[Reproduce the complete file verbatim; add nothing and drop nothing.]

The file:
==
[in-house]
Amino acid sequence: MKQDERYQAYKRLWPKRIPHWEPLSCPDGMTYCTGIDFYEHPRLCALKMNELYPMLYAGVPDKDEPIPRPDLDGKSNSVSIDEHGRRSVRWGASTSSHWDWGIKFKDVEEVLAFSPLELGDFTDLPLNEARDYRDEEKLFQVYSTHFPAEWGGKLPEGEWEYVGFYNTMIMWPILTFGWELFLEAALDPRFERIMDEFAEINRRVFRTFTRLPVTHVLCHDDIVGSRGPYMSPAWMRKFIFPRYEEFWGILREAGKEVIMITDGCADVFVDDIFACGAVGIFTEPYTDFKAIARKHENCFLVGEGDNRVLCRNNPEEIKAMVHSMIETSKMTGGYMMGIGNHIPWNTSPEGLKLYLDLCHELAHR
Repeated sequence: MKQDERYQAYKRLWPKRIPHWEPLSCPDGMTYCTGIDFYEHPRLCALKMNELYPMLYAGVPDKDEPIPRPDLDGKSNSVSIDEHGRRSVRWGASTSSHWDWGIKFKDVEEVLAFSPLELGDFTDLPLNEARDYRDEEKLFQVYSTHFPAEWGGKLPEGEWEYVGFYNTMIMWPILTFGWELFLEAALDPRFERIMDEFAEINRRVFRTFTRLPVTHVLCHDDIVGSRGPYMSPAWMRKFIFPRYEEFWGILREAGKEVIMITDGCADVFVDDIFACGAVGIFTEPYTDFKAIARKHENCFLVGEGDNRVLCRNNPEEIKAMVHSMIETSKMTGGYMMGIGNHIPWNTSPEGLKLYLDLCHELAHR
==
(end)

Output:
[in-house]
Amino acid sequence: MKQDERYQAYKRLWPKRIPHWEPLSCPDGMTYCTGIDFYEHPRLCALKMNELYPMLYAGVPDKDEPIPRPDLDGKSNSVSIDEHGRRSVRWGASTSSHWDWGIKFKDVEEVLAFSPLELGDFTDLPLNEARDYRDEEKLFQVYSTHFPAEWGGKLPEGEWEYVGFYNTMIMWPILTFGWELFLEAALDPRFERIMDEFAEINRRVFRTFTRLPVTHVLCHDDIVGSRGPYMSPAWMRKFIFPRYEEFWGILREAGKEVIMITDGCADVFVDDIFACGAVGIFTEPYTDFKAIARKHENCFLVGEGDNRVLCRNNPEEIKAMVHSMIETSKMTGGYMMGIGNHIPWNTSPEGLKLYLDLCHELAHR
Repeated sequence: MKQDERYQAYKRLWPKRIPHWEPLSCPDGMTYCTGIDFYEHPRLCALKMNELYPMLYAGVPDKDEPIPRPDLDGKSNSVSIDEHGRRSVRWGASTSSHWDWGIKFKDVEEVLAFSPLELGDFTDLPLNEARDYRDEEKLFQVYSTHFPAEWGGKLPEGEWEYVGFYNTMIMWPILTFGWELFLEAALDPRFERIMDEFAEINRRVFRTFTRLPVTHVLCHDDIVGSRGPYMSPAWMRKFIFPRYEEFWGILREAGKEVIMITDGCADVFVDDIFACGAVGIFTEPYTDFKAIARKHENCFLVGEGDNRVLCRNNPEEIKAMVHSMIETSKMTGGYMMGIGNHIPWNTSPEGLKLYLDLCHELAHR